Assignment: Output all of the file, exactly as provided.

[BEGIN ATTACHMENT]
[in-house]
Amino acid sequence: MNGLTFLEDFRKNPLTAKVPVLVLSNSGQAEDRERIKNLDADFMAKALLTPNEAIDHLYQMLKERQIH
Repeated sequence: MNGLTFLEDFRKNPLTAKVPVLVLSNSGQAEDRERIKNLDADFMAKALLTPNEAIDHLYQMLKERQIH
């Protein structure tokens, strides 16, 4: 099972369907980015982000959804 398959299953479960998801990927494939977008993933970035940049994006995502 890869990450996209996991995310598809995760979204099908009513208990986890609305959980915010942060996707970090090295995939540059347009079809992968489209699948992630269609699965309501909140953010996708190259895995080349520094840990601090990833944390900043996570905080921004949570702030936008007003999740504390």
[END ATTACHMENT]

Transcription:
[in-house]
Amino acid sequence: MNGLTFLEDFRKNPLTAKVPVLVLSNSGQAEDRERIKNLDADFMAKALLTPNEAIDHLYQMLKERQIH
Repeated sequence: MNGLTFLEDFRKNPLTAKVPVLVLSNSGQAEDRERIKNLDADFMAKALLTPNEAIDHLYQMLKERQIH
């Protein structure tokens, strides 16, 4: 099972369907980015982000959804 398959299953479960998801990927494939977008993933970035940049994006995502 890869990450996209996991995310598809995760979204099908009513208990986890609305959980915010942060996707970090090295995939540059347009079809992968489209699948992630269609699965309501909140953010996708190259895995080349520094840990601090990833944390900043996570905080921004949570702030936008007003999740504390």